Thursday, January 29, 2009

Monarda didyma: seeds

Monarda didyma, known in English as bee balm, bergamot, Oswego tea, or firecracker plant, and in French as monarde, thé d'Oswego, bergamote, or mélisse d'or is a perennial in the mint family native to much of eastern North America, and also the northwestern United States. Its flowers are very unusual and hard to describe—some say they look like jester's hats or fireworks; and are a lovely red.

I collected some of the seedheads from our plant in the fall; they look like prickly dark brown pompoms. They come apart into papery tubes about 1 cm long which are open at one end; at the closed end (closer to the centre of the pompom) of each tube is a tiny black seed; at least, I hope it is a seed.

Since this is a native plant, I am assuming it needs to go through a Canadian winter, or at least part of it, to germinate, so I am wintersowing it.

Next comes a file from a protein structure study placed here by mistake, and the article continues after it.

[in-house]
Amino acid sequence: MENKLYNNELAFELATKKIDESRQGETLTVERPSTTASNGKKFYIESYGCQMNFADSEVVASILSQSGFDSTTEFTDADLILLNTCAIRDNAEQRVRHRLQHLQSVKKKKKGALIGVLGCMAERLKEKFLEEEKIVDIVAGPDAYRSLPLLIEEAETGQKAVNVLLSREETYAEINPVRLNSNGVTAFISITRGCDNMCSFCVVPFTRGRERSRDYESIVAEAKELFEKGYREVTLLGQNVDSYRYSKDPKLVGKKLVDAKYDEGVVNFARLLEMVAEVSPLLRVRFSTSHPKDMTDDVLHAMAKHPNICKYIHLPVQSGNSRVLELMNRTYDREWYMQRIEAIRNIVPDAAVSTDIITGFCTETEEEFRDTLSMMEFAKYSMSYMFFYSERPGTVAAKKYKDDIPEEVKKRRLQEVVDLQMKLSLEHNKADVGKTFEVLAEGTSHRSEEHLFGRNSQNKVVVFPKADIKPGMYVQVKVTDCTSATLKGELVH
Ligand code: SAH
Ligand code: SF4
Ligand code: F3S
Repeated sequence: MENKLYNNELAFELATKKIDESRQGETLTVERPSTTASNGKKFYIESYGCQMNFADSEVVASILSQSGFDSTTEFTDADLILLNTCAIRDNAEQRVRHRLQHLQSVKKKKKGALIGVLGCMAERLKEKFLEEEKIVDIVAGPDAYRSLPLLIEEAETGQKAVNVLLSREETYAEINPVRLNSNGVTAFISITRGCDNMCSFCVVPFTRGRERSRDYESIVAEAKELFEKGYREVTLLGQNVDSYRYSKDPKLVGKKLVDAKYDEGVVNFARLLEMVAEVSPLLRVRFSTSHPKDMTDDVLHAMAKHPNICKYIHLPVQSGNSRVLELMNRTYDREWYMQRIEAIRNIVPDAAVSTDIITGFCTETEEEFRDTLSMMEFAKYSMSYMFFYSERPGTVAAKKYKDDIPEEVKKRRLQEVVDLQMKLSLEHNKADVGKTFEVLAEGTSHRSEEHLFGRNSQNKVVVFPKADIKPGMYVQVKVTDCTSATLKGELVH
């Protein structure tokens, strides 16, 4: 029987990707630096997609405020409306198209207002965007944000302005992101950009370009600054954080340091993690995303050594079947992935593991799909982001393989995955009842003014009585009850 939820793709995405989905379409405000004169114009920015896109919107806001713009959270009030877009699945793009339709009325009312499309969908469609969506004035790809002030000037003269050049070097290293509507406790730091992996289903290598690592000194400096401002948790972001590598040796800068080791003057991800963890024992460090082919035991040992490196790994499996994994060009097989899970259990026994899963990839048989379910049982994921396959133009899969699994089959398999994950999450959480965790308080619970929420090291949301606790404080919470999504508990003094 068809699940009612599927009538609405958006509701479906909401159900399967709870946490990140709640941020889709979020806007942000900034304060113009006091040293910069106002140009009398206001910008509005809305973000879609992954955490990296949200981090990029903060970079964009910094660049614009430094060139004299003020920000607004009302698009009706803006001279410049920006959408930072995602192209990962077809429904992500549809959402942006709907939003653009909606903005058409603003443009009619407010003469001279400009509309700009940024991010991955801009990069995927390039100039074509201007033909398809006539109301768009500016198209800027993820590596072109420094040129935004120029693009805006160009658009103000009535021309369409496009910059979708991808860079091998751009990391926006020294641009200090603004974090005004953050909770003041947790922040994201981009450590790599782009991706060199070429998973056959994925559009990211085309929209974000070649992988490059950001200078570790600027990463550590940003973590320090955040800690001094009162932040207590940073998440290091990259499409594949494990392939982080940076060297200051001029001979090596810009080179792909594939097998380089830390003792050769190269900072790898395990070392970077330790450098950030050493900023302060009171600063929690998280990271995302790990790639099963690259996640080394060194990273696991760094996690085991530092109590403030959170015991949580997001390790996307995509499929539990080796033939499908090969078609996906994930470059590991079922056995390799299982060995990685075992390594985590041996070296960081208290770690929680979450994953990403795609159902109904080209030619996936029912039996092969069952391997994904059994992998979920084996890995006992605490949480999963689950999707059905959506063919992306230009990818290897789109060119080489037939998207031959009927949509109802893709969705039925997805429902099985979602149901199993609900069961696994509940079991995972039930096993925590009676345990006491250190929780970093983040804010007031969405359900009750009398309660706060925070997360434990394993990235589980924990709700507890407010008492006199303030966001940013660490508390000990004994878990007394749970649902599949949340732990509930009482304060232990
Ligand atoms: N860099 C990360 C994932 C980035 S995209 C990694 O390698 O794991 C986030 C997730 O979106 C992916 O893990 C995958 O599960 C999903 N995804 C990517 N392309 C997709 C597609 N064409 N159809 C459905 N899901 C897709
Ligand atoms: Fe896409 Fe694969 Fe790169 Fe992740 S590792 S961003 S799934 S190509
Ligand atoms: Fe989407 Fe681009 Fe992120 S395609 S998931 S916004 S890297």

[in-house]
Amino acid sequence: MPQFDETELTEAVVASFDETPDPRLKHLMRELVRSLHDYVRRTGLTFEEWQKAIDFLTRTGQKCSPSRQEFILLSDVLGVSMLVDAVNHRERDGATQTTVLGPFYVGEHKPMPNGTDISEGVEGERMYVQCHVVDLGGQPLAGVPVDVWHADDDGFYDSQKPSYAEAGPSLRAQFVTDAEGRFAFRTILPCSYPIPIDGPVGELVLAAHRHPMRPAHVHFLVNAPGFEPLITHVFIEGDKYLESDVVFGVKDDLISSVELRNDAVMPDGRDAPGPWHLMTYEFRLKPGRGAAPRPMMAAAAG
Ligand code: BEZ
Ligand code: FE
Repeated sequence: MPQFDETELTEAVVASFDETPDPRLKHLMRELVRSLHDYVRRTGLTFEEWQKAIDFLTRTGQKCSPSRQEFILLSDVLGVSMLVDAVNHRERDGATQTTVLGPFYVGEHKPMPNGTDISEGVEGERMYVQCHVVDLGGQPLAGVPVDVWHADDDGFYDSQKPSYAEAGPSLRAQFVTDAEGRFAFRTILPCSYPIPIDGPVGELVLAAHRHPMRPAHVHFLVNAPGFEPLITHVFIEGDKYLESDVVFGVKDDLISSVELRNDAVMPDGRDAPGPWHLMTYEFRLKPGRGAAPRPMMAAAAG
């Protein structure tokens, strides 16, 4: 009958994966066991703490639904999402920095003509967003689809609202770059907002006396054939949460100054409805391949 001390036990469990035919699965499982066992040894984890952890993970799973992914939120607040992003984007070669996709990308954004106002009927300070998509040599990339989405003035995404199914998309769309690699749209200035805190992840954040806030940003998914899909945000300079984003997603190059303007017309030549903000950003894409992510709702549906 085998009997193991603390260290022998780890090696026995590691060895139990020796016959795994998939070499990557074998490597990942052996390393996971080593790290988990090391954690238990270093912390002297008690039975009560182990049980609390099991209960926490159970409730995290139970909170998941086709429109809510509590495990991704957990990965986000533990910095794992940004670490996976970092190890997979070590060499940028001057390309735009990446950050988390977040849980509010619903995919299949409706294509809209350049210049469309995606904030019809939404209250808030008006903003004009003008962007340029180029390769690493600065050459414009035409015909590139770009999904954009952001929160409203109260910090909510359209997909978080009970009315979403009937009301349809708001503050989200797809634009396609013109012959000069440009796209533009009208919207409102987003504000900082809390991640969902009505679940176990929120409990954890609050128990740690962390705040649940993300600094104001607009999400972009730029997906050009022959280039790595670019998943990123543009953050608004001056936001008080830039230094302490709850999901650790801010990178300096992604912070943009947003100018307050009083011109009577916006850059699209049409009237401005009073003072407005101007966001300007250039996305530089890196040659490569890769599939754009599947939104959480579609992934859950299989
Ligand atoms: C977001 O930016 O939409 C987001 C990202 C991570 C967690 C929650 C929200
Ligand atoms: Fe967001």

1. Hello Toronto Gardener

    I had to laugh when I read your comment about where the Monarda seed was hiding in the tube. Were you able to figure out if that was the seed? I tried harvesting Monarda seeds along with a few hundred others last fall but I ended up giving up on that one.

    I find seed collecting to be fascinating and am obsessed with it!

    Thanks, I really enjoyed looking through your website.

  2. Hi Sherrie,
    After my failed attempt at collecting monarda seeds, I read somewhere, probably William Cullina's Growing and Propagating Wildflowers of the United States and Canada, that monardas won't self-pollinate. Since I have only one, it didn't set viable seed.

    Glad you enjoyed my blog!


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